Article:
A Pima County jury awarded the parents of a Tucson boy killed by a drunk driver $40 million Friday. City taxpayers will be responsible for a third of that, with the driver and Chuy's restaurant sharing responsibility for the rest.
Jose Rincon Jr., 14, and a friend were riding their bicycles east on East Broadway near Harrison Road around 7:20 p.m. Jan. 12, 2008, when Glenda Rumsey struck both teens with her car. Rincon died.
Although the city was found to be only one-third responsible, its more than $13 million share is the largest individual judgment ever against the city, dwarfing the $1.75 million paid to the family of Deshun Chance Glover, who was electrocuted at the Hi Corbett Field complex in Reid Park in July 2008.
Rumsey, whose blood-alcohol level was 0.249 two hours after the crash, was sentenced to 14 years in prison last year. Chuy's, which is where she had been drinking, has already settled with the family for an undisclosed amount.
A lawyer for the family argued successfully that the city was partially at fault because of the poor design of the road.
City Attorney Mike Rankin said the city will appeal. He said he was surprised both by the amount and by the city's being found 33 percent responsible.
"This is shocking," Rankin said, adding he was stunned at the amount and "the notion the city would be equally responsible as a drunk driver that was three times the legal limit."
Jose and Adriana Rincon burst into tears when the verdict was read.
After having been through both a criminal and a civil trial, nothing has changed, Adriana Rincon said. "It doesn't bring him back. Tomorrow I still have to find a way to cope."
Jose Rincon said the lawsuit was never about money.
"The main reason we're here is for vindication and to carry the ball the whole 10 yards on (Jose Jr.'s) behalf," he said.
The three-way finding of blame validated their belief there was a "perfect storm" of variables that came together and took their son's life, Jose Rincon said.
"In my heart of hearts it started with Glenda Rumsey, but that doesn't excuse irresponsible business practices nor cavalier decision-making on the implementation of well-thought-out and carefully designed building plans," he said.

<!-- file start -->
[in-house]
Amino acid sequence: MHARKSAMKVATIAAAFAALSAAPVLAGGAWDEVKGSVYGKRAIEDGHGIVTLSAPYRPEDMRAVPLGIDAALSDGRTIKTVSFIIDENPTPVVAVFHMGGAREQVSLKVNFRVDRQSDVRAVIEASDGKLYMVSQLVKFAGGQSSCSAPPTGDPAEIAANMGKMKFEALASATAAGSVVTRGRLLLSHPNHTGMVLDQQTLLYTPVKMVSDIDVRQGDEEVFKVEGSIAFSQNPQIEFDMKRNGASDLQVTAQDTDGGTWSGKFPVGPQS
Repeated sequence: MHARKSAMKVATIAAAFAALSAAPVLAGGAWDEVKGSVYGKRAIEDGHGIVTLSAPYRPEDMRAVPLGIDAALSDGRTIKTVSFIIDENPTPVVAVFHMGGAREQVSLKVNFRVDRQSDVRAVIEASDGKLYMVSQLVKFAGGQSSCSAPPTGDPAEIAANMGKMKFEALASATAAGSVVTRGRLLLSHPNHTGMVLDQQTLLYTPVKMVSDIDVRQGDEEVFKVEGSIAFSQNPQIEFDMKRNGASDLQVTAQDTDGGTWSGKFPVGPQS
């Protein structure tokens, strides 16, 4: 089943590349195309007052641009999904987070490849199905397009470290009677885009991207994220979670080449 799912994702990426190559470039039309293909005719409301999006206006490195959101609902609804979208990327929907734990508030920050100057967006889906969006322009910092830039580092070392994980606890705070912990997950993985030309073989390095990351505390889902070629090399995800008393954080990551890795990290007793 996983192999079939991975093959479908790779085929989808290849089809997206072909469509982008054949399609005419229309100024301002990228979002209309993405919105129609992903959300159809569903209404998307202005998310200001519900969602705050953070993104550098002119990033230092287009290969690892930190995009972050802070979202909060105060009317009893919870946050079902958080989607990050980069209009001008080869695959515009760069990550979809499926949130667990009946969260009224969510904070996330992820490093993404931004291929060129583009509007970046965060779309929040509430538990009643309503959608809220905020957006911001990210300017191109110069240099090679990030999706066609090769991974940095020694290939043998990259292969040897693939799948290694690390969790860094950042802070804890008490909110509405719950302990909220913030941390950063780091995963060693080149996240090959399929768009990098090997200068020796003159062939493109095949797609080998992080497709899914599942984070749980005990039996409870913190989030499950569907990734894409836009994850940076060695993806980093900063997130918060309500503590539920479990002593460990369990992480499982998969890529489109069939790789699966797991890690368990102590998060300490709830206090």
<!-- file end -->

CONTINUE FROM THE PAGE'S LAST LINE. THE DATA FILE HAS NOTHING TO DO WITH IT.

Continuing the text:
Last week, the Rincons' attorney, Ronald Mercaldo, told jurors a city engineer abandoned plans to add 5 feet of asphalt to the roadway during an improvement project, creating a large offset in the lanes on either side of Vozack Lane, just east of Harrison. As a result, Rumsey ended up in the bike lane when her lane ended and she tried to merge.
Rumsey's attorney, Stefano Corradini, agreed his client and Chuy's were largely responsible for the crash, but he, too, blamed the city because of the road design. He would not comment after the verdict.
Attorney Richard Davis, who defended the city, told jurors that engineers did nothing wrong. He blamed Rumsey, saying roads can't be designed to be drunken-driver-proof.
The jury deliberated less than three hours.
Mercaldo said he was grateful to the jury but noted the judgment will never compensate the Rincons for their loss.
Jose, a straight-A student at St. Michael's Parish Day School, died hours after he took entrance exams for Salpointe Catholic High School.
The middle of the Rincons' three children, Jose Jr. was known to be kind and an exceptional musician and talented athlete.
Judge Kenneth Lee presided over the trial.
Reporter Rob O'Dell contributed to this story. Contact reporter Kim Smith at 537-4241 or email@example.com